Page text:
The Department of the Interior will be conducting tribal consultations and public meetings on the proposed rule through May 2015 to facilitate input and comment on the proposed rule. Meeting times and dates are listed below.

The proposed regulations can be found at http://www.indianaffairs.gov/WhoWeAre/BIA/OIS/HumanServices/IndianChildWelfareAct/index.htm

Comments can be submitted via any of the following methods:
• By e-mail to comments@bia.gov (please include “ICWA” in the subject line of the message),
• By postal service or hand-delivery to Ms. Elizabeth Appel, Office of Regulatory Affairs & Collaborative Action – Indian Affairs, U.S. Department of the Interior, 1849 C Street, N.W., MS-3642-MIB, Washington, D.C. 20240; Phone (202) 273-4680, or
• At www.regulations.gov.

Public Meetings (open to everyone)
Wednesday, April 22, 2015  —  9 a.m. – 12 p.m.  —  Portland, Oregon
BIA Northwest Regional Office
911 NE 11th Ave Portland, OR 97232*
Thursday, April 23, 2015  —  1-4 p.m.  —  Rapid City, South Dakota
Best Western Ramkota Hotel
2111 N Lacrosse St Rapid City, SD 57701

Tuesday, May 5, 2015  —  1-4 p.m.  —  Albuquerque, New Mexico
National Indian Programs Training Center
1011 Indian School Road, NW Suite 254 Albuquerque, NM 87104*

Thursday, May 7, 2015  —  1-4 p.m.  —  Prior Lake, Minnesota
Mystic Lake Casino Hotel
2400 Mystic Lake Blvd Prior Lake, MN 55372

Tuesday, May 12, 2015  —  1 p.m.-4 p.m. Eastern Time
Via teleconference
Passcode: INTERIOR

Thursday, May 14, 2015  —  1-4 p.m.  —  Tulsa, Oklahoma
Tulsa Marriott Southern Hills
1902 East 71st Tulsa, OK 74136
Tribal Consultation Sessions
Tribal consultation sessions are for representatives of current federally recognized tribes only, to discuss the rule on a government-to-government basis with the Department. These sessions may be closed to the public.

Monday, April 20, 2015 —  3:30-5:30 p.m. — Portland, Oregon
Hilton Portland & Executive Towers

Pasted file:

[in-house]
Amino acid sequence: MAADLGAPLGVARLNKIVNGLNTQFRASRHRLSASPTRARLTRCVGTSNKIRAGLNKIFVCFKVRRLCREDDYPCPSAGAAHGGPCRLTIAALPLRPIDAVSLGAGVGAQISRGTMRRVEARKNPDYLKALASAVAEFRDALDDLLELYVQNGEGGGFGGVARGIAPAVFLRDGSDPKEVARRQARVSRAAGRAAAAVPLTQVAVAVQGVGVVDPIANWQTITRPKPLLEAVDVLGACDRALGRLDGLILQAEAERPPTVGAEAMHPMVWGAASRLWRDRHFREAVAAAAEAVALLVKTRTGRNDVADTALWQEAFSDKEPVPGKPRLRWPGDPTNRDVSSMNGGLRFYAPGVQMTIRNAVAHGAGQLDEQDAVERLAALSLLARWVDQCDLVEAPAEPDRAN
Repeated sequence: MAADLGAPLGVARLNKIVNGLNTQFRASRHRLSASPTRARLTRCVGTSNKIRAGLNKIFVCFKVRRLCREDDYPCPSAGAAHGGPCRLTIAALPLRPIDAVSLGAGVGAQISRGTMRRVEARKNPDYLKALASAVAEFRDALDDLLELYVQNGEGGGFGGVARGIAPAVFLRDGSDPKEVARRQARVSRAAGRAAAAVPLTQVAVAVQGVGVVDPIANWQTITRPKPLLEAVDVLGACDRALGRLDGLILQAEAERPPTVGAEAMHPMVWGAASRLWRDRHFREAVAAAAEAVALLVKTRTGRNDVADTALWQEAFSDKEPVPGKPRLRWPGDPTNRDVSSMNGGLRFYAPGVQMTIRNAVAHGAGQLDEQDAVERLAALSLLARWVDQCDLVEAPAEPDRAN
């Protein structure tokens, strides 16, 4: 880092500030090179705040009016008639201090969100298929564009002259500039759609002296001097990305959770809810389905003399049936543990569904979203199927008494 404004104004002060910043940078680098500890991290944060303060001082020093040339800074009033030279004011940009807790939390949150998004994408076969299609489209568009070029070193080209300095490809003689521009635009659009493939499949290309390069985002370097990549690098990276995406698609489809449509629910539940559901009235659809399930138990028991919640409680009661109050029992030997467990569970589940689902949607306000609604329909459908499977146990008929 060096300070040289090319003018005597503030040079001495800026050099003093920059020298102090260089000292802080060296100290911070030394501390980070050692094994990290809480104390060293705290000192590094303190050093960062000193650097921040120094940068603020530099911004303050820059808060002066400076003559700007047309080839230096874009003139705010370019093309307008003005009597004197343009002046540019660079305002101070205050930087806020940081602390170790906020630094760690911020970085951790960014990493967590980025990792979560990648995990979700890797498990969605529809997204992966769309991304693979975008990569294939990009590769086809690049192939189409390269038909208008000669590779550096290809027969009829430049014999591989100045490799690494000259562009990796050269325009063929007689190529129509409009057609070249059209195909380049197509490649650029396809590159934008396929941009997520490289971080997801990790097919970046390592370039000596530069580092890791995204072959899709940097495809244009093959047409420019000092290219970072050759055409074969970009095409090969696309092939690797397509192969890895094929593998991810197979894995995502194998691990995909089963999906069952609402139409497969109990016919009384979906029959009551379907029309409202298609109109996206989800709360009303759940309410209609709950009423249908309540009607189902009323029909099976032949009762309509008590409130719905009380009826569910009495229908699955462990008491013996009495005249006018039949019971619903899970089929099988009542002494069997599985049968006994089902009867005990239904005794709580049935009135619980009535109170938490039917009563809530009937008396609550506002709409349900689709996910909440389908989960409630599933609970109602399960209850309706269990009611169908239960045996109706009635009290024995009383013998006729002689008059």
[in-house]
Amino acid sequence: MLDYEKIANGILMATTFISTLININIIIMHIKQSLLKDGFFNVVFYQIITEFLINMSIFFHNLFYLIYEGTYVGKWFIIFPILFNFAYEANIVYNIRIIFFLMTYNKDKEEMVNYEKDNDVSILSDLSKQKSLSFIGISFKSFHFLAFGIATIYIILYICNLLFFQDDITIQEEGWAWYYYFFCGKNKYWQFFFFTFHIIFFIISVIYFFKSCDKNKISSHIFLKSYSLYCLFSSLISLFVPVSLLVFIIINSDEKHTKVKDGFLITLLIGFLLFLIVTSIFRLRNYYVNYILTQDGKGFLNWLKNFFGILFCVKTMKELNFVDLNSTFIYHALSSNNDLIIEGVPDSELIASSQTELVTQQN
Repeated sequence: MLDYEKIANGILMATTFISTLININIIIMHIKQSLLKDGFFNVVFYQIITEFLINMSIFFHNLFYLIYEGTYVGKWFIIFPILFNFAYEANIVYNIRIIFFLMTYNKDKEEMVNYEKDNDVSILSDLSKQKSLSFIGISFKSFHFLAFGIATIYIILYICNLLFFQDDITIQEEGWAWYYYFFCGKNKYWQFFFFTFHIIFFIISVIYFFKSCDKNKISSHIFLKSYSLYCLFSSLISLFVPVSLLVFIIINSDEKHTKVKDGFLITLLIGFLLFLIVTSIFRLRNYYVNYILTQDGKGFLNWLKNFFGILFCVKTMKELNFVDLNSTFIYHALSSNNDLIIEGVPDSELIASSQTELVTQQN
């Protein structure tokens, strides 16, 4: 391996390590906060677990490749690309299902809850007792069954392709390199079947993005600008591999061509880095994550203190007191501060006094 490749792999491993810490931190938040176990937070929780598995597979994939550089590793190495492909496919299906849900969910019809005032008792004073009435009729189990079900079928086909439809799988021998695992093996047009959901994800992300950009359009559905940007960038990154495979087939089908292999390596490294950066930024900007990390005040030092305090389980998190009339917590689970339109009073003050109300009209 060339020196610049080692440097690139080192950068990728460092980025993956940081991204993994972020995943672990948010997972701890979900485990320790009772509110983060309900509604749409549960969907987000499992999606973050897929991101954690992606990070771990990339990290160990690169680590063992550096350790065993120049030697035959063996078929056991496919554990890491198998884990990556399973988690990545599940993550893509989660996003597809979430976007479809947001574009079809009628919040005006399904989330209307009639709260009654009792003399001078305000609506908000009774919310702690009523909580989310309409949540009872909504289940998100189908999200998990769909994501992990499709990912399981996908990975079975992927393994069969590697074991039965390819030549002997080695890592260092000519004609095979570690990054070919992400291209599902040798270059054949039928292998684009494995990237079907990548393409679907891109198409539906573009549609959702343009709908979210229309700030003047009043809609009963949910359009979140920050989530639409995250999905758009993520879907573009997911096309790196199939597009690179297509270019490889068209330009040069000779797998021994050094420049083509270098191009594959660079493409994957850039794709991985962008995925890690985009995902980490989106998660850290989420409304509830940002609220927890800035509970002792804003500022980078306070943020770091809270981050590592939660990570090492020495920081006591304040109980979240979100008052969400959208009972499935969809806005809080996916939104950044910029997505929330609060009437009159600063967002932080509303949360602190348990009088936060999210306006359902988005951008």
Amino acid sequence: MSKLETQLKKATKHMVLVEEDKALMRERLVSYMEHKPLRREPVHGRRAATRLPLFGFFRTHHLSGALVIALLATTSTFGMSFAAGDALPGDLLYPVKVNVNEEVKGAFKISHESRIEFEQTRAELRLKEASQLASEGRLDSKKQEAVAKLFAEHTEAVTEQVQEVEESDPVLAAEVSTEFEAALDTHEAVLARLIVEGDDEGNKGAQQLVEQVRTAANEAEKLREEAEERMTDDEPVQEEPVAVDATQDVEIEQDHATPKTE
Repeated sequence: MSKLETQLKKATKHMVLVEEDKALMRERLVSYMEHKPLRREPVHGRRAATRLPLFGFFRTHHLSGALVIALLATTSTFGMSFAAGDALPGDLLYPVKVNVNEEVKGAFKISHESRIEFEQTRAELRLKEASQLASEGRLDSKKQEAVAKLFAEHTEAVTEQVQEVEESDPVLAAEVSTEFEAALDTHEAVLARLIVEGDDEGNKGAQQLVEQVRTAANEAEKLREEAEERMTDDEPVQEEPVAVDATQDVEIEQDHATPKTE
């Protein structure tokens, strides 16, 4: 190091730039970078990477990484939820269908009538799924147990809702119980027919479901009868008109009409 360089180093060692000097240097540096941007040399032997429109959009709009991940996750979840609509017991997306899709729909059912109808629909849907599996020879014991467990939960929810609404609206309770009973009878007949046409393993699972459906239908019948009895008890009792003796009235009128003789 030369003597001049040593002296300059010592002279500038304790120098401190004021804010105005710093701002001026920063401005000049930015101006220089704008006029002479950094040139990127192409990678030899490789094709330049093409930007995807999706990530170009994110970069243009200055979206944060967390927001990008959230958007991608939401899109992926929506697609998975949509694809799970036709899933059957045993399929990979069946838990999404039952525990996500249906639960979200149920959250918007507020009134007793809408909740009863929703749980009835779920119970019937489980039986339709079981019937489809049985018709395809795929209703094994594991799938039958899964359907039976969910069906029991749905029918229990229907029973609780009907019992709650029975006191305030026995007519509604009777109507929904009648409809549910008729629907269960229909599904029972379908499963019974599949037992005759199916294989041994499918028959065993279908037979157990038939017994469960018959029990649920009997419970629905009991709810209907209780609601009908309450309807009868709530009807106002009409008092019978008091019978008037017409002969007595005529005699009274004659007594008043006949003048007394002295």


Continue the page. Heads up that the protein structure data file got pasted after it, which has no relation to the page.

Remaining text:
921 SW Sixth Avenue Portland, OR 97204
(at the same location as NICWA conference)

Thursday, April 23, 2015  —  9 a.m.-12 p.m.  —  Rapid City, South Dakota
Best Western Ramkota Hotel
2111 N Lacrosse St Rapid City, SD 57701

Tuesday, May 5, 2015  —  9 a.m.-12 p.m.  —  Albuquerque, New Mexico
National Indian Programs Training Center
1011 Indian School Road, NW Suite 254

[*Please RSVP for the Portland and Albuquerque meetings via consultation@bia.gov. As these are federal buildings, bring photo identification and arrive early to allow for time to get through security. No RSVP is necessary for the other locations.]

View the full press release at the Bureau of Indian Affairs website.

1979 Bureau of Indian Affairs ICWA Guidelines Updated

The Bureau of Indian Affairs has updated the Guidelines for State Courts and Services in Indian Child Custody Proceedings.

These updated guidelines provide guidance to State courts and child welfare agencies implementing the Indian Child Welfare Act’s (ICWA) provisions in light of written and
oral comments received during a review of the Bureau of Indian Affairs (BIA) Guidelines for State Courts in Indian Child Custody Proceedings published in 1979. They also reflect recommendations made by the Attorney General’s Advisory Committee on American Indian/Alaska Native Children Exposed to Violence and significant developments in jurisprudence since ICWA’s inception.

See a full copy of the updated guidelines in the Federal Register. 80 FR 10146-02, (PDF).

As Child Abuse Persists at Spirit Lake, Congress Steps In

A congressional committee has begun investigating why child abuse and neglect persists on North Dakota’s Spirit Lake reservation, almost two years after the federal government stepped in to address the problem.

At a hearing on Tuesday, tribal leaders and officials from the Bureau of Indian Affairs and the Department of Health and Human Services are expected to be asked about ongoing allegations of abuse and neglect on the reservation, and the lack of visible progress in correcting the problems.

“Clearly the current system is failing our children,” Rep. Kevin Cramer (R-N.D.) said in a statement. “The goal of this hearing is to shine a light on the situation and promote a dialogue about solutions.”

Read the full story at the PBS FRONTLINE website.